Forgiving the unforgivable, was the only way they could continue living, because the burden of hate and anger was too great to bear, both physically and emotionally.

Peacebuilding in the USA
As we enter 2018, I invite us to stay outraged in the face of injustice, to channel that passion into actions that promote peace, but not to let it turn into hate.
It is difficult to see what lies ahead for my country, the United States, and for our planet. Local and state elections in the US have already begun, and 2018 will be a crucial year as Americans look to the ballot box as a tool for change.

As we face these new realities, and all the unknowns they bring, I invite us to stay outraged in the face of injustice, to channel that passion into actions that promote peace, but not to let it turn into hate.

A great Colombian peace negotiator, Humberto de La Calle, said he learned that the key to negotiating conflicts was listening. He said ‘’putting yourself in somebody’s shoes, does not mean walking in their shoes.’’ Listening and understanding where a person is coming from does not mean you have to agree with what they say.

This advice is equally pertinent to conflict resolution in the US. It is common to hear about people who have unfriended others on Facebook having read posts offensive to their beliefs, or live in families where difficult issues have been banned from the dinner table.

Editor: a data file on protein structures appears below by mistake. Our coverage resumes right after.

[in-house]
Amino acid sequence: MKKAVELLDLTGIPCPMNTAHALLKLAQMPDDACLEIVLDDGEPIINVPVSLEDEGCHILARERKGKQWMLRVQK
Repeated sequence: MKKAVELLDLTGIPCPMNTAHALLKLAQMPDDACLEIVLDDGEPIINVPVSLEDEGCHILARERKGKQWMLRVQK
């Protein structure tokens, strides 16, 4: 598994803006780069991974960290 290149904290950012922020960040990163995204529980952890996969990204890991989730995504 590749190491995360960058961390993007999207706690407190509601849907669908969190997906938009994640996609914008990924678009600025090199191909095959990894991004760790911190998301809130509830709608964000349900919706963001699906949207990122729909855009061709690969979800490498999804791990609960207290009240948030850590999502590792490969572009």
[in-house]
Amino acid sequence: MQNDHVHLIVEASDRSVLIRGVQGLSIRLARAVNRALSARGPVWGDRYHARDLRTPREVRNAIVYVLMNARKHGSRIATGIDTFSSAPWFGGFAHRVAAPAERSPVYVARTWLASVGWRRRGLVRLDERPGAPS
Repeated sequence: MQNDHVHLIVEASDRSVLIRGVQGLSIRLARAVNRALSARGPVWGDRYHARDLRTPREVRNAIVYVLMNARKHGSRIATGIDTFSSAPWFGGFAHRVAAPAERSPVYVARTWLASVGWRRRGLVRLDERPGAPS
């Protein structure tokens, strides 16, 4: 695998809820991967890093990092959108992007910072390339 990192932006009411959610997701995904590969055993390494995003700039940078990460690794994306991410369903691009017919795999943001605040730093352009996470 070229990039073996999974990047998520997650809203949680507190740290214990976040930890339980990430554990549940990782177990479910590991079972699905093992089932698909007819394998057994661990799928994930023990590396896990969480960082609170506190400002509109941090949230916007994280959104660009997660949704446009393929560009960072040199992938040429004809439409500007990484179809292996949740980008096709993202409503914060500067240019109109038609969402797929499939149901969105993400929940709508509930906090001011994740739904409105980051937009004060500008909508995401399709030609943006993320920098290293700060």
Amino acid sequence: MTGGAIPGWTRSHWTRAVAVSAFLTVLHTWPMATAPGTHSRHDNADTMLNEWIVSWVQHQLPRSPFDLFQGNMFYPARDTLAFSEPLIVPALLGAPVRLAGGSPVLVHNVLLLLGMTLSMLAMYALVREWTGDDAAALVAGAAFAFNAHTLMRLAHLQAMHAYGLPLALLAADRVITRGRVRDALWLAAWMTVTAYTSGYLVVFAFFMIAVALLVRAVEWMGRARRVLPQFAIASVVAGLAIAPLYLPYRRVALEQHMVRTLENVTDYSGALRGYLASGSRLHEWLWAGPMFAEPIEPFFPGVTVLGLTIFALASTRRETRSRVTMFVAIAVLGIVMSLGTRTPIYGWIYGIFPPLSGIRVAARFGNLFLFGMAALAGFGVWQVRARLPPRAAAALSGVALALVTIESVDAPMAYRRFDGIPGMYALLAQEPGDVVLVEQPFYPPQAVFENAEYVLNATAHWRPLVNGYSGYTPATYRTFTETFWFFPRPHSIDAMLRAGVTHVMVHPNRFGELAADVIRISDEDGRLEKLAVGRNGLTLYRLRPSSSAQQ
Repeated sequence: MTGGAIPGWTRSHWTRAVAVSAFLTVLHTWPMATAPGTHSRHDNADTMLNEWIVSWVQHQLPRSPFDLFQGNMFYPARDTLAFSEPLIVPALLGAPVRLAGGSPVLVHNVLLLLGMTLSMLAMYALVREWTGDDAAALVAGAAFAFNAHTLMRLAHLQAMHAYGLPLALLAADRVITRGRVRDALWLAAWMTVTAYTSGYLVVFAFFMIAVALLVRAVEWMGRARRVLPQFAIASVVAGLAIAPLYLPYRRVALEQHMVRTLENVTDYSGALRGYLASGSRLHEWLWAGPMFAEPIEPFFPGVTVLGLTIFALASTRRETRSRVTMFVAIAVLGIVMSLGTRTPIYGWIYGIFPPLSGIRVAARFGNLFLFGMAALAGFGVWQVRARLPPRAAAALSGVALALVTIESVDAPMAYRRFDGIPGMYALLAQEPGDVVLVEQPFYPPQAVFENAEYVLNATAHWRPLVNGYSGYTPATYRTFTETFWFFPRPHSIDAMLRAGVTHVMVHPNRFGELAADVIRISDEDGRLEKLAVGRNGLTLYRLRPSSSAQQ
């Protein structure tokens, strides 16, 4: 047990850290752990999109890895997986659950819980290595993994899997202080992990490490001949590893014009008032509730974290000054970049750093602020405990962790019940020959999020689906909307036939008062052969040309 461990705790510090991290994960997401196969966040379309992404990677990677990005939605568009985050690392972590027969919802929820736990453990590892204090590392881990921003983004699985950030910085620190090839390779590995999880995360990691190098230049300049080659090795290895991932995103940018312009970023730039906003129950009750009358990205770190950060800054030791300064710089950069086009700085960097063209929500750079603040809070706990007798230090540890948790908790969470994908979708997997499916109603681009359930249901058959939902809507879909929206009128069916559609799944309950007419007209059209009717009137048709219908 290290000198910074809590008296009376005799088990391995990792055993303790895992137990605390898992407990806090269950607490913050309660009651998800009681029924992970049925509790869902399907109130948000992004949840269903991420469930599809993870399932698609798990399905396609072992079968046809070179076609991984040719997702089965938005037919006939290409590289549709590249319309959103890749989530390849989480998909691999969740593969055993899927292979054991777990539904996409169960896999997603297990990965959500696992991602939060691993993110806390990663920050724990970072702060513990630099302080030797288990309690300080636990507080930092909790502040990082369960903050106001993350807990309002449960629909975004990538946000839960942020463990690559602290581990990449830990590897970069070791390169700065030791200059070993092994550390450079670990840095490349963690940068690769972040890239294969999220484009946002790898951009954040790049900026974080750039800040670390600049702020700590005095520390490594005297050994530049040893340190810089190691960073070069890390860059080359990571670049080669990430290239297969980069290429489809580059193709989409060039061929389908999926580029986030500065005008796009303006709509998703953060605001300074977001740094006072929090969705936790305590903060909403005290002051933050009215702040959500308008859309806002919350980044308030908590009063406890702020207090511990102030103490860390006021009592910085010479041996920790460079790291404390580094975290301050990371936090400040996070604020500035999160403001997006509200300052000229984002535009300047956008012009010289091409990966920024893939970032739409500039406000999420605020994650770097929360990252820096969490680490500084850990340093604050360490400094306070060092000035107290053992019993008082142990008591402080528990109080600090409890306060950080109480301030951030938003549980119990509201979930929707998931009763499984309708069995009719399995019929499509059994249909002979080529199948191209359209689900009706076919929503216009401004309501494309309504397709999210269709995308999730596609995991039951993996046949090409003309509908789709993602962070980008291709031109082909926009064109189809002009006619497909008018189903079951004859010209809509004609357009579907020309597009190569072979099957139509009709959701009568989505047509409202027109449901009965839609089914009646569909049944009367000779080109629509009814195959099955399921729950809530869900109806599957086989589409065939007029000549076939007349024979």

But I take inspiration from the many survivors I heard who speak about the strength they found within themselves to sit down with their so-called enemies. They sought out spaces for inclusive and frank dialogue, and we are capable of the same.

Each of us has someone who we flinch to think about sitting down to drink coffee with. But that is our challenge as our societies become increasingly divided. Now is the time to come together, because the alternative is not one we can afford.

There is no uniform recipe for this sort of peace. Everyone must seek it in their own way and in their own time. But as our brothers and sisters, survivors, but now also champions of hope, shared, forgiving the unforgiveable sooner or later becomes the only way for communities to move forward.

So let’s accept this challenge in 2018. Over beer, coffee, tea, let’s sit down and talk. As with so many other aspects of life, change is what we give, not what we ask others to give to us.